BUSINESS FORUM: Does luck win out over persistence?
I have always believed you have to work hard doing what you are really good at because “you create your own luck” and “the harder you work the luckier you get” in business
Q.Do you think luck is a factor in business?
A. I don’t know. I have always believed you have to work hard doing what you are really good at because “you create your own luck” and “the harder you work the luckier you get” in business. For example, you won’t get a big order because you are lucky, but because you have a very good product. There is no denying there is luck involved, for example, in winning a lottery because that is entirely random, statistical, not within your power to influence.
I went to the web and found considerable research has been done on creating your own luck (see http://www.psychologytoday.com/articles/201005/make-your-own-luck, http://www.fastcompany.com/magazine/72/realitycheck.html, and there is a book written by Professor Richard Wiseman—The Luck Factor: Changing Your Luck, Changing Your Life: The Four Essential Principles [Miramax, 2003]).
According to these texts, there are several principles for making your own luck: See serendipity everywhere, prime yourself for chance, slack off, say yes, and embrace failure. We can apply them to business. The point is that you can do something about it when comes to business.
Put in the context of what I have been writing about business, everyone encounters opportunities; you just have to see them, make the right choices, go forward, and execute. You will see more opportunities if you network with a wide range of people and are willing to take a fresh look at what you encounter. And you are more able to see the pros and cons of each opportunity clearly if you are knowledgeable and have an open mind. At the same time, validate your assumptions by doing thorough homework, which means seek data for making informed decisions.
Sometimes a change of scene, a break from everyday routine, and talking to knowledgeable people can provide a different point of view. Then you have to decide to take the plunge. All too often we let the opportunity pass by because we see the risk and are afraid to fail. Instead, be positive and also be defensive. Argue against yourself and find ways to overcome the difficulties you may encounter to ultimately make the decision rationally. And if still in doubt, then tiptoe into it to give it a try—build what I call a “prototype business” before making a major commitment.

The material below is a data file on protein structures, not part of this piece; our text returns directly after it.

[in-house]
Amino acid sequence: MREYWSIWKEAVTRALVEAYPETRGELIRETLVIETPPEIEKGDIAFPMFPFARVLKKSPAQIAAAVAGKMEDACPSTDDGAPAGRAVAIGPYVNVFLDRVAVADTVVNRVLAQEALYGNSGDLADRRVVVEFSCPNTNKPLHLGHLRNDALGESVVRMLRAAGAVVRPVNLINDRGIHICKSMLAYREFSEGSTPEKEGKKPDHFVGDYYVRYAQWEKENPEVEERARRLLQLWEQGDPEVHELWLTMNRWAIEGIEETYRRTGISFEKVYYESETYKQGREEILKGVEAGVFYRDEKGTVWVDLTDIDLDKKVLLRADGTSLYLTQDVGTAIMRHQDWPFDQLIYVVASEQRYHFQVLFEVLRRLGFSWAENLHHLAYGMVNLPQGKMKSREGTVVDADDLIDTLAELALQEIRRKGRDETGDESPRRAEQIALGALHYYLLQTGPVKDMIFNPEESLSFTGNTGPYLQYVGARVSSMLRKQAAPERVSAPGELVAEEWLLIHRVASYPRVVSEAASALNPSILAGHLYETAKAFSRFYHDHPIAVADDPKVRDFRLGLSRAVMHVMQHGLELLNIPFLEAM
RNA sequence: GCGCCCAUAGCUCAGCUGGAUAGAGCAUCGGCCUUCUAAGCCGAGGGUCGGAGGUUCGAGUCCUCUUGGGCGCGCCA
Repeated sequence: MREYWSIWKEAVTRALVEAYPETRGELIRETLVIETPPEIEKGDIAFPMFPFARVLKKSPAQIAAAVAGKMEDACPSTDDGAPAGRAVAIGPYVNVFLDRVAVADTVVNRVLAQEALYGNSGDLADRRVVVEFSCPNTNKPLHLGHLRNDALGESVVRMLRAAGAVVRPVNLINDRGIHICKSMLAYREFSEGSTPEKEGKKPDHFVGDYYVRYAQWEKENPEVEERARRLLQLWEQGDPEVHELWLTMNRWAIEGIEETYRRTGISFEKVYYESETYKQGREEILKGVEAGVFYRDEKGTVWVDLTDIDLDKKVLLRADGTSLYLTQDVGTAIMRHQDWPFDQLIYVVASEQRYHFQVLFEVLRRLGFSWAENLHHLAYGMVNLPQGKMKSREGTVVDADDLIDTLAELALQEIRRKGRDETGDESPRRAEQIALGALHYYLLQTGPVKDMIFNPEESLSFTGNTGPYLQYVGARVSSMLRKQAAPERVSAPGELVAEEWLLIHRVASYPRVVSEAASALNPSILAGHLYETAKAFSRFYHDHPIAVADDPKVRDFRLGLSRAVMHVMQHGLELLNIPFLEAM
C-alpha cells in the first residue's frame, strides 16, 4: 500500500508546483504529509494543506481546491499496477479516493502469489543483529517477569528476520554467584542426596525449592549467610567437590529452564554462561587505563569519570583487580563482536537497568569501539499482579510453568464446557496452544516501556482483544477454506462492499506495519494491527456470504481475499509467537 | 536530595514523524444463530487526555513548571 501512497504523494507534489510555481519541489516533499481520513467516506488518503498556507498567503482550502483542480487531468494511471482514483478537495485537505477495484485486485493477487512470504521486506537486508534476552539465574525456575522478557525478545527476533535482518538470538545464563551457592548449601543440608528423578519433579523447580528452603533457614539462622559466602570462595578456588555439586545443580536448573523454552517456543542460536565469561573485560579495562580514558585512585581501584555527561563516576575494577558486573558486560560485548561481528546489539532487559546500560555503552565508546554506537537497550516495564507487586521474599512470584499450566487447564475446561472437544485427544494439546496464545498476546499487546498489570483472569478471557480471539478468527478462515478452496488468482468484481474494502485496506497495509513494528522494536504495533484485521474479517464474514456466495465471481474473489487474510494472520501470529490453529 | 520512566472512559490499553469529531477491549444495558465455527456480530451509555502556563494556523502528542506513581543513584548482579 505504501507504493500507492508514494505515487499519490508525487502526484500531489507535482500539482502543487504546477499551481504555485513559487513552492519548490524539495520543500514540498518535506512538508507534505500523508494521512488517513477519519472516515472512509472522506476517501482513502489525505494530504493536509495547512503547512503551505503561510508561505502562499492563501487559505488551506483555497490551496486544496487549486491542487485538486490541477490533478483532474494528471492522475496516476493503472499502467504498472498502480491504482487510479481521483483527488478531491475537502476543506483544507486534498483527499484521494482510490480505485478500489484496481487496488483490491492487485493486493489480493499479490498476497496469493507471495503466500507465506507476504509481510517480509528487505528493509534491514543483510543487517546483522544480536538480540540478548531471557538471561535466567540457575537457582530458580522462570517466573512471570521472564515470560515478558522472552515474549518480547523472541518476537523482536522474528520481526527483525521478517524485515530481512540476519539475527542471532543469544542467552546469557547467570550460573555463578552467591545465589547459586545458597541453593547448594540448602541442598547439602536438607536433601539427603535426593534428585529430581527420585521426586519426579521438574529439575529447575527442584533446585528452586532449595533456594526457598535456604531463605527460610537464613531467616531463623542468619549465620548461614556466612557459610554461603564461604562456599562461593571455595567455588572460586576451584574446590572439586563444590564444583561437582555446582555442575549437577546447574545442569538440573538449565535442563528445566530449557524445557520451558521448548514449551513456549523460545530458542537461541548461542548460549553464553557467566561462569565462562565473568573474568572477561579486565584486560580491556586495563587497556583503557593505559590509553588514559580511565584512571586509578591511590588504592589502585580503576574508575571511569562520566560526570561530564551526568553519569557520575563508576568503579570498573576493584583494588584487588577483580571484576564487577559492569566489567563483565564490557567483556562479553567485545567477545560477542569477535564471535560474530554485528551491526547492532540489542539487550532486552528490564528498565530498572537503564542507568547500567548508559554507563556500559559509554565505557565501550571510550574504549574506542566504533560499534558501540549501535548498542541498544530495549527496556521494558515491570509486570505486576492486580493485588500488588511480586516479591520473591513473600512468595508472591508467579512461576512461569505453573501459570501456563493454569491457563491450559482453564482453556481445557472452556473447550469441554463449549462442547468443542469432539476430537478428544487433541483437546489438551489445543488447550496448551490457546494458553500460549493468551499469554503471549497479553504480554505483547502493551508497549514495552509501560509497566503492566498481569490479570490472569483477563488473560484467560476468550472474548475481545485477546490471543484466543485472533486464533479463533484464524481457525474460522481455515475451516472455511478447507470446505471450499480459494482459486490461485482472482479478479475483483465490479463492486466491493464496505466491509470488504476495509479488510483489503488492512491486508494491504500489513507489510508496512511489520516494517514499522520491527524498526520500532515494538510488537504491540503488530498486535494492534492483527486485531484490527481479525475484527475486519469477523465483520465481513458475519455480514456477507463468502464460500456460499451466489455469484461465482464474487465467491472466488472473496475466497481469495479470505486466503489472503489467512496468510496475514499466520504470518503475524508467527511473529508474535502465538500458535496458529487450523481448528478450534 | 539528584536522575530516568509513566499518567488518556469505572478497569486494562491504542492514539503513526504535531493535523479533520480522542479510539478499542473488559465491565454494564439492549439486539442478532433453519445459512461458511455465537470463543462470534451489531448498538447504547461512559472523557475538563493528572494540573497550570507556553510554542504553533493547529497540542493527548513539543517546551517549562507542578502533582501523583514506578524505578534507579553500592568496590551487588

Be resilient. Life is never perfect and regret-free. Go for opportunities and learn from mistakes. And even though some serendipitous opportunities slip away, there are always new ones coming along. 2012 could be your year!
Q.We are writing a business plan to commercialize fiber lasers in the low- to mid-power range as a part of the final deliverable for a research grant. We found the market for these lasers fragmented. Any suggestions?
A. A fragmented market means you can divide and conquer, which is better than butting heads with well-established 800 lb gorillas in the high-power end. Use the model I prescribed in my book, which is to start small: Work closely to serve a few customers who need what you have to offer, would be my recommendation.
The abilities to customize and be very responsive to a customer’s special needs are your major competitive advantages when you are starting off. This approach can get you launched and then you will have the business infrastructure to grow gradually when you encounter additional opportunities.
MILTON CHANG of Incubic Management was president of Newport and New Focus. He is currently director of Precision Photonics, mBio, and Aurrion; a trustee of Caltech; a member of the SEC Advisory Committee on Small and Emerging Companies; and serves on advisory boards and mentors entrepreneurs. Chang is a Fellow of IEEE, OSA, and LIA. Direct your business, management, and career questions to him at email@example.com, and check out his book Toward Entrepreneurship at www.miltonchang.com.